Coinfections with pathogenic microbes continually confront cervical mucosa, yet their implications in pathogenesis remain unclear. Lack of in-vitro models recapitulating cervical epithelium has been a bottleneck to study coinfections. Using patient-derived ectocervical organoids, we systematically modeled individual and coinfection dynamics of Human papillomavirus (HPV)16 E6E7 and Chlamydia, associated with carcinogenesis. The ectocervical stem cells were genetically manipulated to introduce E6E7 oncogenes to mimic HPV16 integration. Organoids from these stem cells develop the characteristics of precancerous lesions while retaining the self-renewal capacity and organize into mature stratified epithelium similar to healthy organoids. HPV16 E6E7 interferes with Chlamydia development and induces persistence. Unique transcriptional and post-translational responses induced by Chlamydia and HPV lead to distinct reprogramming of host cell processes. Strikingly, Chlamydia impedes HPV-induced mechanisms that maintain cellular and genome integrity, including mismatch repair in the stem cells. Together, our study employing organoids demonstrates the hazard of multiple infections and the unique cellular microenvironment they create, potentially contributing to neoplastic progression.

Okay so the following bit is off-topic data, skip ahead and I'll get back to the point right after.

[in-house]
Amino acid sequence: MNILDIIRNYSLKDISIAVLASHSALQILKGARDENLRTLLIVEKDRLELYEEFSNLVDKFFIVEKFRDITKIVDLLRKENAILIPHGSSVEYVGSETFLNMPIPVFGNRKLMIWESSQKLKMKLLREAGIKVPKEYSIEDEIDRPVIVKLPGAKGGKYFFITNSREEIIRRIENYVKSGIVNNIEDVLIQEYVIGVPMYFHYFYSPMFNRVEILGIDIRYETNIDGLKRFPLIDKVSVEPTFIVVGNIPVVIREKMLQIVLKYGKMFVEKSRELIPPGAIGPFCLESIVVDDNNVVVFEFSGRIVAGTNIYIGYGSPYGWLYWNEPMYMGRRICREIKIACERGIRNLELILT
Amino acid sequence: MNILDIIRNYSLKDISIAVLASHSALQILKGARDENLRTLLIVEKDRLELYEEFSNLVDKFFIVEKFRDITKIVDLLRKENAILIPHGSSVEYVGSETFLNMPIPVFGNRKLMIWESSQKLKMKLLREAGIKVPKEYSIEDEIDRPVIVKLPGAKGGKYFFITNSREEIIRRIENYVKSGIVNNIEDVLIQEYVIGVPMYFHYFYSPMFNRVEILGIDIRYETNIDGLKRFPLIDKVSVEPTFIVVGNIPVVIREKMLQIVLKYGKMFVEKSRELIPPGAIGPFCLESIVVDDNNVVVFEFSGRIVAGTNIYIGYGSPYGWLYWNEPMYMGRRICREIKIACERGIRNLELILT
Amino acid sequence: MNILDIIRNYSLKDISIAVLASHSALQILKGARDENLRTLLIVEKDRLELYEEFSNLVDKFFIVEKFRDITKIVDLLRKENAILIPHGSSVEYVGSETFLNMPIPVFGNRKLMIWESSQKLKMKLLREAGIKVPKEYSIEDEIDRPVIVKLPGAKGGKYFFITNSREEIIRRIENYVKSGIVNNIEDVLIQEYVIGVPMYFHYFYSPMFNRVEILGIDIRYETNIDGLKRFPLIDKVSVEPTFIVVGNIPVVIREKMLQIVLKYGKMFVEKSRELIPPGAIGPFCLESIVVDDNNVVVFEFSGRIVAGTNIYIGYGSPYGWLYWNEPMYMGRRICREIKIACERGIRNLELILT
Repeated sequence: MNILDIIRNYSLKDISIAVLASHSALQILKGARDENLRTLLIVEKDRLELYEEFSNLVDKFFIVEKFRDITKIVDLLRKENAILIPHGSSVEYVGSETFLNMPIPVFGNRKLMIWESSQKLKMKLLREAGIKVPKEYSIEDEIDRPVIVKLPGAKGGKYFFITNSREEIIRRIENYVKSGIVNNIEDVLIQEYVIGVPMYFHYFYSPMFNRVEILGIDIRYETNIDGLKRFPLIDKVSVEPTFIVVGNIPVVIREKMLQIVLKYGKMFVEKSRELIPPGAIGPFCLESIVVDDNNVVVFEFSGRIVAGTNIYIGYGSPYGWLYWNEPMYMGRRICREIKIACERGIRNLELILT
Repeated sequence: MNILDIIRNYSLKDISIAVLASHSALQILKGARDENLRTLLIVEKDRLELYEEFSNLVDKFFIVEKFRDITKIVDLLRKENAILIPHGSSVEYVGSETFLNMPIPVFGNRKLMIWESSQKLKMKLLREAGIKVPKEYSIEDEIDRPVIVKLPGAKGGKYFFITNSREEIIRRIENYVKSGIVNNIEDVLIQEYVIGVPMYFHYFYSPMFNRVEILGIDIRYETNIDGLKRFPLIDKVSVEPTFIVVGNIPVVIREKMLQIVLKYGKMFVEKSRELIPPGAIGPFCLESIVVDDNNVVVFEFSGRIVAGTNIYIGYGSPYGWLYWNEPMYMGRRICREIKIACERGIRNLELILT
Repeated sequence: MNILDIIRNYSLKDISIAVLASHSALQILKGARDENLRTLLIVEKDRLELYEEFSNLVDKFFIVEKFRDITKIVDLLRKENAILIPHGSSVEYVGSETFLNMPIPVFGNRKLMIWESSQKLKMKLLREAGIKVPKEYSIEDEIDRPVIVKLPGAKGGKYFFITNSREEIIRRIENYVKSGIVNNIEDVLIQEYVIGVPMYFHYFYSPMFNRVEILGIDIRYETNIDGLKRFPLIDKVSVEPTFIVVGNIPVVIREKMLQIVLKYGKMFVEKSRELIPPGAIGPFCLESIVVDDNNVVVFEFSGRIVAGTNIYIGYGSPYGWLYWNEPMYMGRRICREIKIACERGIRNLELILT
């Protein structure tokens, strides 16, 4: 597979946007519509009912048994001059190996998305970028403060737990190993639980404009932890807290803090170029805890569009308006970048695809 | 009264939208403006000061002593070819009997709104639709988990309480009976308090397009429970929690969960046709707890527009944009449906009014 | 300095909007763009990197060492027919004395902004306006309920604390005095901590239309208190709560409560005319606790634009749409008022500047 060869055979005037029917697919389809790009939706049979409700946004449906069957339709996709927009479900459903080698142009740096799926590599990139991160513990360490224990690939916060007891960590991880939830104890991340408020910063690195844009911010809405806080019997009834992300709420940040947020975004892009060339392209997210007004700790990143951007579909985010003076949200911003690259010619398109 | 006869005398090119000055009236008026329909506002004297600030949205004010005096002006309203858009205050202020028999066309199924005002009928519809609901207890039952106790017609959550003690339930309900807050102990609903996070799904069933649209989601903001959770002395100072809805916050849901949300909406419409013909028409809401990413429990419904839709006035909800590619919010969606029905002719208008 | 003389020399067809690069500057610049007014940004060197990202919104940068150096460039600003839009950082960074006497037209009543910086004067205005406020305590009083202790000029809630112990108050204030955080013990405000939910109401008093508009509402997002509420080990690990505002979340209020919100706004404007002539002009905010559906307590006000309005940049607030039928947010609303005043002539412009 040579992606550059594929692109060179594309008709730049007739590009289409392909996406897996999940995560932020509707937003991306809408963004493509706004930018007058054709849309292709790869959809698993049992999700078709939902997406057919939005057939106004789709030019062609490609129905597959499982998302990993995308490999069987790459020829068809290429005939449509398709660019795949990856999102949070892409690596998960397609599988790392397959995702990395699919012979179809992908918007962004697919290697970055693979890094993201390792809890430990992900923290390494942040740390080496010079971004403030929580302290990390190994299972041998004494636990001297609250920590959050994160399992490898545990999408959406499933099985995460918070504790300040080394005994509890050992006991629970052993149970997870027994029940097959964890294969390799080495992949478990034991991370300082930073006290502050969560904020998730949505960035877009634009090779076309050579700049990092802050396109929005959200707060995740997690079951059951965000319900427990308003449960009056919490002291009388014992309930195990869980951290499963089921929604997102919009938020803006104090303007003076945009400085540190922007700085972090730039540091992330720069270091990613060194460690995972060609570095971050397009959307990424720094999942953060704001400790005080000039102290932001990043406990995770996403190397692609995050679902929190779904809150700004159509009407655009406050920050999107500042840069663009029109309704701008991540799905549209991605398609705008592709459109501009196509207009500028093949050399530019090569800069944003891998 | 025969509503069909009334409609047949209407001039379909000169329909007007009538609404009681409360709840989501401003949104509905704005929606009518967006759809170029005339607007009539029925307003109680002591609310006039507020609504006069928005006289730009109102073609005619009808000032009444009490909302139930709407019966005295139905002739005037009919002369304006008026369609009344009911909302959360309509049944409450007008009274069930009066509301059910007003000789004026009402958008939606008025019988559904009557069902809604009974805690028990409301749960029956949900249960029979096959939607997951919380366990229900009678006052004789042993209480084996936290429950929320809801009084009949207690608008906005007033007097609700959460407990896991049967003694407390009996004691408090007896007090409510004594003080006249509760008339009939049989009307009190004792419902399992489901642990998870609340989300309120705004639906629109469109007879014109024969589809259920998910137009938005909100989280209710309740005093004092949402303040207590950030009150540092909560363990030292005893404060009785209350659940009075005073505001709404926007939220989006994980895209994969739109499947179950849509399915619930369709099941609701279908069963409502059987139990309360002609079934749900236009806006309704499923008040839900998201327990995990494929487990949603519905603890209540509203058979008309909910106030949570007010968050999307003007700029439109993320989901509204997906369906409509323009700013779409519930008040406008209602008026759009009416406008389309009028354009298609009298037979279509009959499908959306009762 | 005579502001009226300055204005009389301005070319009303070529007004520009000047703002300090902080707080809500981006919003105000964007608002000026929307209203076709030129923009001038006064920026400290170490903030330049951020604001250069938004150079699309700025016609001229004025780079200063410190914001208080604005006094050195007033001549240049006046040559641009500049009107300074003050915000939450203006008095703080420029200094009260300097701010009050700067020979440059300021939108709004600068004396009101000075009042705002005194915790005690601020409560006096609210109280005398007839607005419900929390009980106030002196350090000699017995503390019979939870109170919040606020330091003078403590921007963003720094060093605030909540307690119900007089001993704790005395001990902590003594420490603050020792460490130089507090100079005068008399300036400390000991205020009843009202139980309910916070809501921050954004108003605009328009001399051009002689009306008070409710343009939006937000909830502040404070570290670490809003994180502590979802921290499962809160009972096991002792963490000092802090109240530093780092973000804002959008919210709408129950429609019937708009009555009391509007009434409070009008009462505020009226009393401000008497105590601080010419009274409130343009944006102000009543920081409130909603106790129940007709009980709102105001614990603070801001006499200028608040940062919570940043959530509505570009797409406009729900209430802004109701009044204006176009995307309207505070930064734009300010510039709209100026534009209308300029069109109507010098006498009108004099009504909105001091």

© 2022. The Author(s).